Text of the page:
Who’s the Best? Who’s the Blessed?

Which son was the best: the obedient, older son or his wild and reckless brother – the one we call the “Prodigal Son?”   If you haven’t read through that challenging parable of Jesus recently, you can find it at this link:  or in the Gospel of Luke in chapter 15:11-32.  But which kid was the best in his father’s eyes: the one that took his inheritance early and ran off to lose it all in wild living?  Or was it the one who faithfully stayed home and worked hard on the farm?  That sounds like an easy question, unless you’ve ever been a father.

At the end of Jesus’ story, the younger, wilder brother has been reconciled to his father and is enjoying a joyous homecoming celebration.  The older and more responsible brother is outside, sulking  by himself, missing the party.  But notice the attitude of the father.  When he saw the younger brother was coming home, he saw him a long way off and ran to meet him.  When he heard the older boy was refusing to come in  to the party, he went out and pleaded with him to come in.  The father loved both boys and yearned for them both to be in close fellowship with him.  He went out to find both boys.  As far as the father is concerned, they are both loved.

So why is one brother, the one who didn’t deserve it, reunited in close fellowship with his father and why is the good boy estranged?  The difference was the turning point in the attitude of the younger brother.  He realized that he had separated himself from his father and did not deserve to be considered a son.  And then he turned around, with no excuse and nothing to offer, to ask his father to take him on as a hired hand.  If you have been chewing on the “Fresh Bread” from Isaiah 57:15 (See “In a Nutshell”), this was the moment when the younger son became “lowly and contrite.”  God told Isaiah He would live with the person who was lowly and contrite in order to bring that person back to life.  That life, we have shown, is the Spirit of God, living in the soul of a person, connecting him or her to God the Father in an intimate and interactive way.  This was the way God designed us to live.  It is no accident that Jesus ended His parable with the father telling the older son, “…this brother of yours was dead and isalive again; he was lost and is found.” (Luke 15:32b)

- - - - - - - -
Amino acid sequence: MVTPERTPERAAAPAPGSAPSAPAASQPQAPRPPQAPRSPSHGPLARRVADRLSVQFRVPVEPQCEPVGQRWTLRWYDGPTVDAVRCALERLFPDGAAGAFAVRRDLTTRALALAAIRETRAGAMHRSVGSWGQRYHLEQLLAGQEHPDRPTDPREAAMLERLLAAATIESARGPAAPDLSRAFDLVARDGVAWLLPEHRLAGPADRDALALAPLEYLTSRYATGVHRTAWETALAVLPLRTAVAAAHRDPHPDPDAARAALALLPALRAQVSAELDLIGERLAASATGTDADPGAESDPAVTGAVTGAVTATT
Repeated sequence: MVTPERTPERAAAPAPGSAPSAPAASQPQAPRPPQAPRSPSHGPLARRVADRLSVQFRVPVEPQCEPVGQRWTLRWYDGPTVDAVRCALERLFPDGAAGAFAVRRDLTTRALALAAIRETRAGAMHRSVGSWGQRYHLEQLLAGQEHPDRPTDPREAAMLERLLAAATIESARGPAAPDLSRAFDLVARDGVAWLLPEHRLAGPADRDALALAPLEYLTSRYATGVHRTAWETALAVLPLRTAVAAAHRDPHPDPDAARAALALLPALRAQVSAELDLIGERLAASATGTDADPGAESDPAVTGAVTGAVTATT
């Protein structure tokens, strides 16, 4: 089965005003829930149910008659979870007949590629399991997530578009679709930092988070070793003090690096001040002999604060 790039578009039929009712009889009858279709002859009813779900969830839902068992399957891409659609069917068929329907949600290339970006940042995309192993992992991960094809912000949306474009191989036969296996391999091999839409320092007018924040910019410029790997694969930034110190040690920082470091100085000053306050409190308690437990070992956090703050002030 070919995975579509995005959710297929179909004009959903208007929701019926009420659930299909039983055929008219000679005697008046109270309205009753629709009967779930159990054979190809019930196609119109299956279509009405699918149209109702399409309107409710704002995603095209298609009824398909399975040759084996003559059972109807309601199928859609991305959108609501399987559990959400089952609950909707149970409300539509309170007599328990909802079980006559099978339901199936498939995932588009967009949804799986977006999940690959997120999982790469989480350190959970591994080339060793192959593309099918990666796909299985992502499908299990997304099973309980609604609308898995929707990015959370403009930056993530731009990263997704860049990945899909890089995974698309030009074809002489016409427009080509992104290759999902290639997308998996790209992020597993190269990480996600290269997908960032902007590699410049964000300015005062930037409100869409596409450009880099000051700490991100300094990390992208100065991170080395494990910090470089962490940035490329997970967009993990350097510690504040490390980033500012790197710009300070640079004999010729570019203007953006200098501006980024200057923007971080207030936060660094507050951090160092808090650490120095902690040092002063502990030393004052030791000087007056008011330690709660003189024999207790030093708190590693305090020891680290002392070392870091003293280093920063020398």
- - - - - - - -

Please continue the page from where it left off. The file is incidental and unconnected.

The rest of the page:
God designed us to be fully alive, fully reconciled to Him.  His life is full life and He yearns to give that life, His Spirit, to anyone who will accept it.  Which necessarily means anyone who turns around and comes home to Him “without one plea.”  The trouble is, we humans  want to work to be good enough to be loved by God.  Just like the older brother.  There is no real life standing outside  with the older brother, with your arms crossed and your lower lip sticking out,   There is no reconciliation for those who cling to self-righteous pride.

If your little boy or your young daughter came to you and said, “Daddy (or Mommy), if I clean up my room and make my bed, then will you love me?” how would you respond?   Your child cannot earn your love; it is logically impossible because love is a gift.  It’s that way with parents and also with God.  God is our Loving Father.

Which son is best, which son blessed?   Better yet, which son (or daughter) are you?

PS – There is a reason it feels right to us to try to earn God’s love.  Stay tuned…

2 thoughts on “Who’s the Best? Who’s the Blessed?

  1. tombeaman Post author

    Reblogged this on FRESH BREAD OF LIFE and commented:

    This was originally posted 2 years ago. I’ve decided to run it again, partly because I like it, and partly due to a serious illness in the family which has me distracted. There may be more of these “retreads” in the next few weeks, depending on each day’s circumstances. Any prayers would be much appreciated. Tom


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